Tokyo on Sunday protested South Korean military exercises that Seoul said were intended to “defend” a cluster of rocky islands that both nations claim, calling the drills “unacceptable,” just days after the South said it would leave a key intelligence-sharing pact it had signed with its Asian neighbor.
The South Korean Defense Ministry said in a statement that the two days of drills involve naval vessels, aircraft, as well as army and marine corps units on and around the islets, which Tokyo calls Takeshima and Seoul calls Dokdo.
The war games were likely to further inflame already fraught ties between the countries after South Korea bolted from the General Security of Military Information Agreement (GSOMIA) over a trade and history row with Japan.
Japan’s Foreign Ministry issued a strong protest with the South Korean side, with Kenji Kanasugi, director-general of its Asian and Oceanian Affairs Bureau, telephoning a minister at the South Korean Embassy in Tokyo to protest.
“It is clear Takeshima is part of Japanese territory in light of historic facts and international law,” Kanasugi told the minister. “The drills are totally unacceptable and very regrettable.”
The South’s presidential Blue House said the drills are intended to show Seoul’s resolve to defend the islands and the area surrounding the East Sea, which Tokyo calls the Sea of Japan.
“Indeed, it’s an exercise to guard our sovereignty and territory,” the Yonhap news agency quoted Blue House spokesperson Ko Min-jung as saying at a news conference.
Ko called the exercises regular training and asked media not to attach excessive “political” meaning to them.
She said the training is aimed at improving the military capability against potential threats from “all forces,” not just Japan.
The military initially planned to hold this year’s first drills in June, but put them off amid increasing concerns about souring bilateral ties.
Asked about the schedule of this year’s exercise, Ko said that weather conditions and “various other” factors were considered.
The islets, which Japan claims as part of Shimane Prefecture but have been controlled by Seoul since Tokyo’s colonial rule of the Korean Peninsula ended in 1945, are home to a small South Korean military detachment. The South first staged the twice-yearly drills in 1986 and usually conducts them in June and December.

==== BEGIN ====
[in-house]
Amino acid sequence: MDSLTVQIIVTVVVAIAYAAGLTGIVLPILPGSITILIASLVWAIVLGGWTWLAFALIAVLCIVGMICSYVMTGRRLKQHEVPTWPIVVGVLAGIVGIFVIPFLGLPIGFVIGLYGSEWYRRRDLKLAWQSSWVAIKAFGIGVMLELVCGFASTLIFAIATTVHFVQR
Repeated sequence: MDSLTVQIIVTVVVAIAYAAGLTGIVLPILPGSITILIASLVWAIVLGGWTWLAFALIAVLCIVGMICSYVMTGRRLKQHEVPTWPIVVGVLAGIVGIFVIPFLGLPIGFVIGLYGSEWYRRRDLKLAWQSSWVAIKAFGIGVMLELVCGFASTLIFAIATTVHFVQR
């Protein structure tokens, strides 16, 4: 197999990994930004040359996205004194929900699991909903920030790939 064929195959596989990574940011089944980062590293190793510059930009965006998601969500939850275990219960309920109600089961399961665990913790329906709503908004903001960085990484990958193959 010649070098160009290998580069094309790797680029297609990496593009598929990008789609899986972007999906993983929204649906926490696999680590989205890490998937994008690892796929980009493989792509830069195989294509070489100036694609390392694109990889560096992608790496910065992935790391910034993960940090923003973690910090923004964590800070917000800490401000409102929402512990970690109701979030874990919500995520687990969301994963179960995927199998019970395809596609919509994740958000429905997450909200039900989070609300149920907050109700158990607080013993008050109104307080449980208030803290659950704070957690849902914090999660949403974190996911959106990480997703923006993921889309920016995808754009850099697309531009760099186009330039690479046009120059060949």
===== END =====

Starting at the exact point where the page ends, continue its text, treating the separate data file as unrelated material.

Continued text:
The military also expanded the size and scale of this year’s drills to cover a wider area in the waters around the islets, which sit between the two countries, according to South Korean media reports.
According to the South Korean Navy, the country’s first Aegis-equipped destroyer, Sejong the Great, and nine other warships and 10 warplanes have been deployed in the drills.
“Overall, the size of the armed forces doubled compared with previous levels,” Yonhap quoted a navy official as saying.
Ties between Seoul and Tokyo have sunk to new lows in recent weeks, after Japan dropped South Korea from a list of trusted trading partners earlier this month following the announcement of tighter export curbs on July 4. In response, South Korea on Thursday announced its decision to terminate the military information-sharing pact with Japan.
Trust between the two countries’ militaries has also eroded significantly since an incident last December in which a South Korean warship allegedly directed its fire-control radar at a Maritime Self-Defense Force patrol plane.
In July this year, Chinese and Russian military planes flew over the Sea of Japan in what the two countries claimed were joint patrols. When one of the Russian planes violated airspace over the disputed islets during the operations, South Korean fighter jets fired hundreds of warning shots.
Observers say the expanded area of the drills may have reflected these developments.
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